With the trend in medicine rapidly changing from an in-patient to an out-patient modality, ACMH constructed a physician’s office building for up to six doctors in 1979. In later years, the hospital has added offices in Geneva, Berne, Monroe, and two more in Decatur. Following another trend, many of the new doctors on the staff at the hospital are now hospital employees instead of being independent contractors.


In 1987, the hospital opened a new outpatient service center for $100,000 under the estimated budget of $2,335,875. The expansion included a new and vastly enlarged emergency department, expanded radiology and physical therapy departments, classrooms, a new business office, pharmacy, and a new area for the respiratory and EKG department.


In that same year, the hospital renovated the third floor of the 1957 addition into the Extended Care United, a 14-bed facility designed to assist patients who needed assistance longer than they could receive in the hospital.




Continuing its alpha to omega horizontal health care program, the hospital assumed control of the Woodcrest Retirement Center on January 1, 1993, and later that year broke ground for a new 143-bed nursing home. The retirement center has expanded from an initial 11 apartments on 102 acres of land donated by the Porter Family to one that today consists of 42 apartments, 36 villas, and the nursing home facility.


More “outside-the-box” thinking came in 1996 with the addition of the hospital’s Corporate Medical Services. CMS contracts with numerous factories, industries, and businesses to treat work-related injuries as well as performing pre-employment physicals, DOT physicals, and drug screenings for employees. This department was housed in a new piece of construction finished along the south side of the building that also included more dietary space and accounting services.


ACMH moved outside of Adams County in 2000 when they constructed and opened The Village of Heritage Nursing Home in Monroeville in Allen County. This facility was named in 2011 as the top nursing home in Allen County and has a capacity of 61 patients.


In one of the biggest decisions ever made in the history of the hospital, officials started holding meetings to discuss the possibility of a brand new hospital about 10 years ago. After numerous public hearings and meetings, it was decided a hospital could be built without an increase in property taxes at a cost of approximately $40 million. This bond issue was issued and the Porter Family Foundation donated 39 acres of land on which the hospital would be built.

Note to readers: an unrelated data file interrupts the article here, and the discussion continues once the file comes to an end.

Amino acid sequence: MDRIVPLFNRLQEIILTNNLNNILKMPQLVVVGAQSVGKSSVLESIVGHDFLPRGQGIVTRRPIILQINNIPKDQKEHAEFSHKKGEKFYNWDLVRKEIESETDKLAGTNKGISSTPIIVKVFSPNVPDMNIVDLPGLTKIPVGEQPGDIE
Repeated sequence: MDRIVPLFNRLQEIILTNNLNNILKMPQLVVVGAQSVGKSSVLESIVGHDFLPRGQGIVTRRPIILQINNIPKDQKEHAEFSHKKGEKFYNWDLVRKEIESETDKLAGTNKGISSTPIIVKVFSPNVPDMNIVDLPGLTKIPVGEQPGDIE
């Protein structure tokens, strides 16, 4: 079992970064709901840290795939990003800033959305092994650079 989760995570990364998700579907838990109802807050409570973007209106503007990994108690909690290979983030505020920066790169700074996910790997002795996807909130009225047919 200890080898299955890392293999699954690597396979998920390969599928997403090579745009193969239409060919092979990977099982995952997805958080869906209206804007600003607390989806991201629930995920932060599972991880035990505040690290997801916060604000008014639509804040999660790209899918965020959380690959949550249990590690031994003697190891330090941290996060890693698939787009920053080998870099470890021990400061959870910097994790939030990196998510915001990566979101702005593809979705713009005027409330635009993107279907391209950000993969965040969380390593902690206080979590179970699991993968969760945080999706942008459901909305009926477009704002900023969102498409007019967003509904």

The groundbreaking was held May 22, 2003, and it was announced then the hospital would open on July 4, 2005. The new hospital would be 60,000 square feet larger than the old hospital and featured many new options including a popular Worthman Fitness Center and enhanced and enlarged outpatient service departments.


The new hospital did open on July 4, 2005 and nearly 10,000 people from the area toured the facility in open houses held the week before it opened.


In 2004, the hospital board of trustees officially changed the name of the hospital to “Adams Memorial Hospital and later in 2005, the trustees voted to change the designation of the hospital to being that of a critical access facility. In 2011, Adams Memorial Hospital was honored as being named one of the top 100 critical access hospitals in the entire United States.



While the new hospital functioned smoothly at 1300 Mercer Avenue, the original 1923 facility of 805 High Street remained idle. Even though interest was shown in the old hospital by several groups, it was finally decided the costs of remodeling would be too high and hospital officials approved a plan to have the 83-year old building razed, a process finally completed in 2006.


In 2007, the hospital started an after-hours clinic for non-emergency medical illnesses and injuries in 2007. The Stat Care Clinic is located in the Corporate Medical Services department and is open 4-9 p.m. Monday through Friday and from 10 a.m. to 2 p.m. on Saturday and Sunday.


The Paul and Kathryn Strickler Oncology Institute was built in 2008 and allows oncology and radiation doctors to see area patients closer to home. Also in this building, the Orthopaedic Clinic and Sports Clinic of Dr. David Coats was started in 2009.


Construction is currently under way to remodel the “B” wing of the Woodcrest Nursing Home to become a new rehabilitation center. This site will become the new home of the Extended Care Unit will an anticipated opening date of January 1, 2012.